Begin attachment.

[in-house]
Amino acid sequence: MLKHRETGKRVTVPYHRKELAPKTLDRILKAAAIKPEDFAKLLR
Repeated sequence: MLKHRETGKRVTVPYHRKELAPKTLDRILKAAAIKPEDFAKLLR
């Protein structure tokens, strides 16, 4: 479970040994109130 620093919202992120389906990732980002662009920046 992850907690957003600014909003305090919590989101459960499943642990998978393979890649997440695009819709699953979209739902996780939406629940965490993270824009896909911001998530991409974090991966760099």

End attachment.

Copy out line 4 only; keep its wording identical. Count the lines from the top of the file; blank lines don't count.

């Protein structure tokens, strides 16, 4: 479970040994109130 620093919202992120389906990732980002662009920046 992850907690957003600014909003305090919590989101459960499943642990998978393979890649997440695009819709699953979209739902996780939406629940965490993270824009896909911001998530991409974090991966760099």